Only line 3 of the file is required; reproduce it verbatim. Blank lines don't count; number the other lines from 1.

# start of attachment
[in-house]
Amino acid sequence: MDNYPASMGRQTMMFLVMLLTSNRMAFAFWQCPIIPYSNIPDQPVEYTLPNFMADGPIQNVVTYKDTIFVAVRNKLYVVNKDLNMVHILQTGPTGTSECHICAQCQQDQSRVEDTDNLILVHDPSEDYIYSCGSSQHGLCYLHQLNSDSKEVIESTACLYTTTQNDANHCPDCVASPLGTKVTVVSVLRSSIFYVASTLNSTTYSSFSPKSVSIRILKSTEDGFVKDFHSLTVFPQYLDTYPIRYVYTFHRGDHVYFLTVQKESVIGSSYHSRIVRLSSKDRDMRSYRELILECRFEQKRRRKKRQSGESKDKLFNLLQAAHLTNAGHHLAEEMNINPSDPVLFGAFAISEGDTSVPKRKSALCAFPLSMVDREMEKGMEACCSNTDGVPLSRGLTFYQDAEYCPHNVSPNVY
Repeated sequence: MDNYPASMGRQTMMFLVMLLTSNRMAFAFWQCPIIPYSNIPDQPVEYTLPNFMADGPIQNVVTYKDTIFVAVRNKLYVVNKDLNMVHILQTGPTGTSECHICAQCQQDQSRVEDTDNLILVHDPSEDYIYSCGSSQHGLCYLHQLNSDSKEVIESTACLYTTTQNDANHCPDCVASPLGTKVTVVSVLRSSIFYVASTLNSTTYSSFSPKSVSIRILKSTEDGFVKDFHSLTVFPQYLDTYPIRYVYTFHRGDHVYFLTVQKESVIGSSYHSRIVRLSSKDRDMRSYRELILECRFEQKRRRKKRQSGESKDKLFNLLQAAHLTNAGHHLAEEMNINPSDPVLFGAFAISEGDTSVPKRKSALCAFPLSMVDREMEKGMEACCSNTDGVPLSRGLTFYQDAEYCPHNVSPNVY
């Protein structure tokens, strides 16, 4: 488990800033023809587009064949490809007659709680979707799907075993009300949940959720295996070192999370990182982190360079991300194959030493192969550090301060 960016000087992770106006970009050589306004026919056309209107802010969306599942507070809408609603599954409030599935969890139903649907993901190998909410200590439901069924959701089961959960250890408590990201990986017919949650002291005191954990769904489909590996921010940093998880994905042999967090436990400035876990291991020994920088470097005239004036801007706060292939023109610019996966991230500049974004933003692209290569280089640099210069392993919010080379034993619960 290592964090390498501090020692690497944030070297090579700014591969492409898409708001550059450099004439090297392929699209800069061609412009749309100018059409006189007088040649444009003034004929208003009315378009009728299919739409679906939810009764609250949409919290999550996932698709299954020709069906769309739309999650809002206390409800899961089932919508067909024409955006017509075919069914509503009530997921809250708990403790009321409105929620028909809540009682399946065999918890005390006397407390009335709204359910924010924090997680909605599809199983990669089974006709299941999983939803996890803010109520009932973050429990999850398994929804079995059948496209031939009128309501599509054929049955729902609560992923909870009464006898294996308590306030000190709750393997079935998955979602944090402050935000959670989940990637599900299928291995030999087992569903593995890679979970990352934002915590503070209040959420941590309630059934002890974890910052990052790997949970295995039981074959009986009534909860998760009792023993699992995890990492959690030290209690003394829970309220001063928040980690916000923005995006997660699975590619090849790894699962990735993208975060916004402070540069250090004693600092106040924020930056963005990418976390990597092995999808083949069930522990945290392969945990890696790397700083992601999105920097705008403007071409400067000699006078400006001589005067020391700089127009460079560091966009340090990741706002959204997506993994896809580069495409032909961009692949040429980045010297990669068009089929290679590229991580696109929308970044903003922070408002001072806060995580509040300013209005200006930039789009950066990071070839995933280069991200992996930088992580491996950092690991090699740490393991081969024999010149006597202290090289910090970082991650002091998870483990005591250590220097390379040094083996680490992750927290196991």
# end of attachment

Repeated sequence: MDNYPASMGRQTMMFLVMLLTSNRMAFAFWQCPIIPYSNIPDQPVEYTLPNFMADGPIQNVVTYKDTIFVAVRNKLYVVNKDLNMVHILQTGPTGTSECHICAQCQQDQSRVEDTDNLILVHDPSEDYIYSCGSSQHGLCYLHQLNSDSKEVIESTACLYTTTQNDANHCPDCVASPLGTKVTVVSVLRSSIFYVASTLNSTTYSSFSPKSVSIRILKSTEDGFVKDFHSLTVFPQYLDTYPIRYVYTFHRGDHVYFLTVQKESVIGSSYHSRIVRLSSKDRDMRSYRELILECRFEQKRRRKKRQSGESKDKLFNLLQAAHLTNAGHHLAEEMNINPSDPVLFGAFAISEGDTSVPKRKSALCAFPLSMVDREMEKGMEACCSNTDGVPLSRGLTFYQDAEYCPHNVSPNVY